health economics and outcomes research

A study presented at the European Lung Cancer Congress investigated the effects of multiple therapies on symptom management in ALK-positive non-small cell lung cancer.
Lucio N Gordan, MD, shared a variety of data suggesting that the general trend of cancer therapy being moved from the community setting to the hospital outpatient setting has resulted in significant cost increases.
In comparison to the funding and survival rate of many other cancer types, funding for ovarian, cervical, and uterine cancer does not align with their survival rates.
Brian Bastean, PharmD, MBA, has identified some of the most important and influential research in recent months contributing to value-based care, health economics and outcomes research, and clinical pathways.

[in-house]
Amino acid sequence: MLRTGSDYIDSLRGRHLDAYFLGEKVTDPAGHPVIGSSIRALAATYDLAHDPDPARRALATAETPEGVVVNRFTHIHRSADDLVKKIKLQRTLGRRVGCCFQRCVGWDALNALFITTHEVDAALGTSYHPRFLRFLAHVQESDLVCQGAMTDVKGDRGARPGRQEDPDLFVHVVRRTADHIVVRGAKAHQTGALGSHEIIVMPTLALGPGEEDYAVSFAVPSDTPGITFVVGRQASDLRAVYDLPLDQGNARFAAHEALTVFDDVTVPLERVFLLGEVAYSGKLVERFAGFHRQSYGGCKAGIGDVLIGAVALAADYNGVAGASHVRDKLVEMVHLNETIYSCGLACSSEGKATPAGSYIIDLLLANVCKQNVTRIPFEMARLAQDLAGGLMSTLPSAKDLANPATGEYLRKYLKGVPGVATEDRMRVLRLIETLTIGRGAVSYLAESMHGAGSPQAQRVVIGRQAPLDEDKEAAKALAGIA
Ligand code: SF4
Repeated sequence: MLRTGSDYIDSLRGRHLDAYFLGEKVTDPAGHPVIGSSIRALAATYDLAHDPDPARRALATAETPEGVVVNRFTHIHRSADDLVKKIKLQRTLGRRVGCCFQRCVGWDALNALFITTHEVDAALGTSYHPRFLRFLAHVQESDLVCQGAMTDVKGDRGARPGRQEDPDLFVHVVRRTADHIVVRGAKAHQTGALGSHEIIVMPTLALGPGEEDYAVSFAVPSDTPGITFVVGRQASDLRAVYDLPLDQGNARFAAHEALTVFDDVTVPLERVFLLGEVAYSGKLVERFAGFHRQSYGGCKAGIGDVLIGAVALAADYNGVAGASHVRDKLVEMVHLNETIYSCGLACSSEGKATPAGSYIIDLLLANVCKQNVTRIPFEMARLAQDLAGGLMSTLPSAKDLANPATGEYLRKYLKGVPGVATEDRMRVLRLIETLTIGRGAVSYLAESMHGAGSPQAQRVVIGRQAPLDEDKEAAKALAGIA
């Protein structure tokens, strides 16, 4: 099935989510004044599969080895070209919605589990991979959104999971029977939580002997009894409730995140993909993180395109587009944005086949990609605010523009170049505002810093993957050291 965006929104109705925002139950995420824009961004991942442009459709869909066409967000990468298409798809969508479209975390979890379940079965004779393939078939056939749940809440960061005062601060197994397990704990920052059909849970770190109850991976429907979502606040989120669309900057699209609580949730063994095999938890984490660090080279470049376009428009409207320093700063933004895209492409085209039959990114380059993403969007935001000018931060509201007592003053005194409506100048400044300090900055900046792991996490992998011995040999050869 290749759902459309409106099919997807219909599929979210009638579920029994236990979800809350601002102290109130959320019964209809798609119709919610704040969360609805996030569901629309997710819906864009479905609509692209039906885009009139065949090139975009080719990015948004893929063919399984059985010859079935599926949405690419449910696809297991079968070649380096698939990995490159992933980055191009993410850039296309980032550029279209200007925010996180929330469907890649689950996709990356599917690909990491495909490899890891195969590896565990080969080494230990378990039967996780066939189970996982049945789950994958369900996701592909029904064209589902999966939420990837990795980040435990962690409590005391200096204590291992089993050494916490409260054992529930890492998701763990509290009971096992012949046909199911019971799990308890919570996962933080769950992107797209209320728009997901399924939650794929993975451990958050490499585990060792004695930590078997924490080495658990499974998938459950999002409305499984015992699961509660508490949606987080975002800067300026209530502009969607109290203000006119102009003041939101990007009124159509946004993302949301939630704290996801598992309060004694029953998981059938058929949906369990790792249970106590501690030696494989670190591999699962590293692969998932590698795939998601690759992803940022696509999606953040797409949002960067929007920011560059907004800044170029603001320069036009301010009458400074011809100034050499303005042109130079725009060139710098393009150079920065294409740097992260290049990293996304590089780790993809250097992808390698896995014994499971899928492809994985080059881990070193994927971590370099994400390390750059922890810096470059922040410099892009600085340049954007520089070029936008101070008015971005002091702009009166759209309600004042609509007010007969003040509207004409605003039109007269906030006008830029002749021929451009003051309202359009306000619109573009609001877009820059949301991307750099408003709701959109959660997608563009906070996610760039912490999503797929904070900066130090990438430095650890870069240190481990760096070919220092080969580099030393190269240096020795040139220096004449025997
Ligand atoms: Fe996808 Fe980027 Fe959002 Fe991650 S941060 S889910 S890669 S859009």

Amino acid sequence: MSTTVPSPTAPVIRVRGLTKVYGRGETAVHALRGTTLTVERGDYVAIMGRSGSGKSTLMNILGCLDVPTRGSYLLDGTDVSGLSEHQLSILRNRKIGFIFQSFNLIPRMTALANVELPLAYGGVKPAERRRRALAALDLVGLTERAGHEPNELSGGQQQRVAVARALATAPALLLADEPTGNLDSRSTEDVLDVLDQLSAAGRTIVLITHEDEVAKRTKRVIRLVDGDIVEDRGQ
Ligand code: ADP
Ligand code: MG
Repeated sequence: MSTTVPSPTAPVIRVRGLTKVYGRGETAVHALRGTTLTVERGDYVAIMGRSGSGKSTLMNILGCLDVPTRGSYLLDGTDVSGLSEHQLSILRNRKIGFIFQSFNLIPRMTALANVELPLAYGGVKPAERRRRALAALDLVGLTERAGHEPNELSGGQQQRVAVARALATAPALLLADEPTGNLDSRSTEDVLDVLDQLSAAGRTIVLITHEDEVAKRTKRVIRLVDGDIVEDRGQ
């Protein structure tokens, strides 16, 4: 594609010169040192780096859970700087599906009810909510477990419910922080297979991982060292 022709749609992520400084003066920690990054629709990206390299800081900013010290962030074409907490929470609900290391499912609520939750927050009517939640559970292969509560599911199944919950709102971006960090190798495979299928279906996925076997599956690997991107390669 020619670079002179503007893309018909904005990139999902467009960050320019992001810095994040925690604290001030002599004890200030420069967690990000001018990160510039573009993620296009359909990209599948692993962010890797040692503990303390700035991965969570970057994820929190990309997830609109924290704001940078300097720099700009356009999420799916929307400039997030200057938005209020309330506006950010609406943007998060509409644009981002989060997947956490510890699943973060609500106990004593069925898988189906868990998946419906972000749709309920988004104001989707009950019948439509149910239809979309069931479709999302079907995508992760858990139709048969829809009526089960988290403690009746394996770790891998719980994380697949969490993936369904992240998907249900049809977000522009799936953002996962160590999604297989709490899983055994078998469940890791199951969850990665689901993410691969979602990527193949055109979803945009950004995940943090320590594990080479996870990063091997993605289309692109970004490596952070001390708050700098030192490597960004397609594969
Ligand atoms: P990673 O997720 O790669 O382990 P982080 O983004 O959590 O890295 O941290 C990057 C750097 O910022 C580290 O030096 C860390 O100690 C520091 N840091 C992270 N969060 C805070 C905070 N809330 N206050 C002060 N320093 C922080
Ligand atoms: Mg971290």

A recent study confirmed the most cost-effective treatment option in heavily pretreated patients with relapsed or refractory multiple myeloma.
An early palliative care consultation may relieve financial burden up to 28% for patients with advanced cancer.
Duke Cancer Institute has developed a community health program focused on minimizing cancer disparities and improving overall health.
Previously-treated patients with stage IV NSCLC are less likely to utilize palliative care or hospice services compared with those who receive no prior oncologic treatment.

The International Myeloma Foundation (IMF)–the oldest and largest organization dedicated to improving the lives of myeloma patients while working toward a cure–has issued a statement calling a report by the Institute for Clinical and Economic Review (ICER) on the value of myeloma drugs overly simplistic and one that could limit patient access to optimal treatments.